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Why are landlords selling up?

03 August 2023 7795 Views
Why are landlords selling up?

The challenges facing the property market right now are well reported; from rising interest rates pushing up mortgage payments to a lower number of sales transactions driving down prices.

Uncertainty is rife, and landlords appear to be feeling the pressure far more than homeowners, with new analysis from Octane Capital showing that the percentage of buy-to-let mortgages falling into arrears is worsening at a faster rate than owner-occupier mortgages.

Despite rents again reaching an historical high as reported in Goodlord’s most recent rental index, landlords are clearly struggling to maintain profitable properties and portfolios, especially when highly leveraged.

At Open Property Group, our half-yearly figures support this sentiment too, with a significant increase in cash purchase enquiries form landlords looking to sell their rental properties and portfolios quickly.

However, it’s not just increasing buy-to-let mortgage rates that are motivating landlords to offload their buy-to-lets. 

  1. Higher management and maintenance costs – from letting agent fees to inflation pushing up the price of contractors and repairs.

  2. Cutting their losses while they can – before property prices reduce further and Capital Gains Tax allowance is cut.

  3. Retirement – a fast way to release equity from property and fed up of being a landlord and all the hassle that comes with it.

  4. More attractive alternative investments, such as savings rates and bonds.  


Biggest motivation?

By far though, the most common reason given by landlords for selling up is that they no longer want to deal with the constant change in legislation and anti-landlord policies.

For many landlords, they aren’t even sure if their buy-to-let is compliant with existing legislation, let alone prepared for any incoming regulation, such as new minimum energy performance standards or the Renters Reform Bill.

All of this again impacts the cost of owning, managing and maintaining a buy-to-let and makes it extremely laborious, when many landlords were looking for a largely passive investment. 


Selling a buy-to-let is not straightforward

While many landlords want to sell, some just can’t face the hassle. Selling on the open market is most successful when the property is vacant, meaning any tenants in situ need to be evicted and then the property cleared and possibly upgraded before being marketed.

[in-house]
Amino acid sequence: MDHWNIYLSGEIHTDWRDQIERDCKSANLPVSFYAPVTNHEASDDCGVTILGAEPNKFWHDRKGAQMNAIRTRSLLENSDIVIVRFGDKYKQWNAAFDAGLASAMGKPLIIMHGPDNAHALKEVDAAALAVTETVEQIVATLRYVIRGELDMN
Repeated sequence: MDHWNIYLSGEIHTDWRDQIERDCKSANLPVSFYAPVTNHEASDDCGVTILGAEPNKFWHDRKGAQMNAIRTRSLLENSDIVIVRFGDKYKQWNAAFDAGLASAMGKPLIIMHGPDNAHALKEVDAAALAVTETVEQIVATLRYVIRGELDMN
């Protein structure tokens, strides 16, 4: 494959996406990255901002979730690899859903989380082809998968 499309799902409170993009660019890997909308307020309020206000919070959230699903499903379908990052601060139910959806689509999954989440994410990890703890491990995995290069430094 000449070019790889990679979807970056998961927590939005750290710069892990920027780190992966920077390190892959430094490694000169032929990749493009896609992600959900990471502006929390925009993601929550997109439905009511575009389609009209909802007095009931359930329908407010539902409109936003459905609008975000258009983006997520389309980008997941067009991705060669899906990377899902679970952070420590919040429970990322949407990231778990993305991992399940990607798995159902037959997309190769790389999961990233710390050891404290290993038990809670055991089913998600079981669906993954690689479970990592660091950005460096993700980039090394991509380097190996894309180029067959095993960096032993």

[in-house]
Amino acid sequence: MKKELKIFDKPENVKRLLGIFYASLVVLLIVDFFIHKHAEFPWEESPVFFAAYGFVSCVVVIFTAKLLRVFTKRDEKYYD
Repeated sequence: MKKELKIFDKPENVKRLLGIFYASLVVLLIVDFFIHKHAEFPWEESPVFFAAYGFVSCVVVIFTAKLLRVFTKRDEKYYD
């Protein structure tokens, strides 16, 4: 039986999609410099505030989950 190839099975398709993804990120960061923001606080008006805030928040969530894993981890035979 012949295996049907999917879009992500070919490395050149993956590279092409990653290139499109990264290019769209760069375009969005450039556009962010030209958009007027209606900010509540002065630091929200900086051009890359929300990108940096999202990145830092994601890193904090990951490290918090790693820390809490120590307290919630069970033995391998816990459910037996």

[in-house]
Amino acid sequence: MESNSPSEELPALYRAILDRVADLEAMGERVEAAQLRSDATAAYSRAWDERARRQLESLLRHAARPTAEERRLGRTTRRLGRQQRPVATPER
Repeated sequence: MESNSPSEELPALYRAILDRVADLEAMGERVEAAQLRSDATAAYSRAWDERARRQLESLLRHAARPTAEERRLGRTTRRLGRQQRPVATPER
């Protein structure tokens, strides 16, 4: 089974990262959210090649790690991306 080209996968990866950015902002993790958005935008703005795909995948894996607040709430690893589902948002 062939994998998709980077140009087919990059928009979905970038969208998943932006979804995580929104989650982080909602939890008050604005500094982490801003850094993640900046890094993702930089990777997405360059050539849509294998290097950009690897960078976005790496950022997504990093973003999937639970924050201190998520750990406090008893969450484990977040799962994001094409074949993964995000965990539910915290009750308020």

This could result in a property being sat empty for months, not generating any income.

An alternative is to sell to a professional cash buyer, which removes the need and costs associated with engaging an estate agent, evicting tenants and improving the standard of the property.

A guaranteed completion to a timeframe that suits you also brings certainty in times of uncertainty.


Buy-to-let property purchases

In the first half of 2023, Open Property Group and its group of companies has purchased two properties per week on average.

Single buy-to-lets:

  1. 2 x self-contained flats in Harrow, one on regulated tenancy and one on AST. Vendor selling due to retirement and fed up of being a landlord.

  2. 2 -bedroom terraced house in Manchester acquired subject to AST and in bad state of repair due to tenant misuse. Management issues too much hassle for landlord.

  3. 2 -bedroom flat in Birmingham, bought from landlord who was fed up with constant legislation changes.

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Portfolios and multiple occupancy:

Our sister company, LandlordBuyer, specialises in the purchase of portfolios and tenanted rental properties or any kind.

  1. Fully tenanted freehold block containing 8 bedsits in Penzance, Cornwall. Landlord had unperforming pension and needed to boost with sale of portfolio.

  2. Victorian, 6-bedroom HMO in Croydon subject to various tenancies and landlord was fed up managing the property and multiple tenants.

  3. Undermanaged and non-compliant freehold block of 12 flats in Isle of Wight. Retiring landlord in need of equity.

  4. 10 houses in Wigan on various tenancies and in various states of repair, some of which became unprofitable and unmortgageable for the landlord.

Why are landlords selling up?     Why are landlords selling up?     Why are landlords selling up?     Why are landlords selling up?








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